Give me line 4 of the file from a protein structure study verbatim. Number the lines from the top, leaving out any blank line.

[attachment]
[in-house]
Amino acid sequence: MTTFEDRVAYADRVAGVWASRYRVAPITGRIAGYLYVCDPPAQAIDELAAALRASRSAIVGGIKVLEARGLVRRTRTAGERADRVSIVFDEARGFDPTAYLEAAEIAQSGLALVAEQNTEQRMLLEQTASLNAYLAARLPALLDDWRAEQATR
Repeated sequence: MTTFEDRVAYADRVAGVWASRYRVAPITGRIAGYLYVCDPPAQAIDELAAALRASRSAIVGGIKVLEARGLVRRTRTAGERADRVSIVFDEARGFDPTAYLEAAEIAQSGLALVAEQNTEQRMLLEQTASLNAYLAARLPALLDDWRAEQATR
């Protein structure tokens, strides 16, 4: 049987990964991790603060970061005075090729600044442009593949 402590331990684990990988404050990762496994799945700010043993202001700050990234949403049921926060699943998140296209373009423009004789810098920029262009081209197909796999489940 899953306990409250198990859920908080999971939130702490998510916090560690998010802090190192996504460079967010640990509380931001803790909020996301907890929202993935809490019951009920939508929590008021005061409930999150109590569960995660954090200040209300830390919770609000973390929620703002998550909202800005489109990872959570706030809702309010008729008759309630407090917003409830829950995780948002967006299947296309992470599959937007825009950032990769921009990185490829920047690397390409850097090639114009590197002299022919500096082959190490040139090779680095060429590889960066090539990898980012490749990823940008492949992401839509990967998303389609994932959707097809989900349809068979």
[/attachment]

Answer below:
């Protein structure tokens, strides 16, 4: 049987990964991790603060970061005075090729600044442009593949 402590331990684990990988404050990762496994799945700010043993202001700050990234949403049921926060699943998140296209373009423009004789810098920029262009081209197909796999489940 899953306990409250198990859920908080999971939130702490998510916090560690998010802090190192996504460079967010640990509380931001803790909020996301907890929202993935809490019951009920939508929590008021005061409930999150109590569960995660954090200040209300830390919770609000973390929620703002998550909202800005489109990872959570706030809702309010008729008759309630407090917003409830829950995780948002967006299947296309992470599959937007825009950032990769921009990185490829920047690397390409850097090639114009590197002299022919500096082959190490040139090779680095060429590889960066090539990898980012490749990823940008492949992401839509990967998303389609994932959707097809989900349809068979």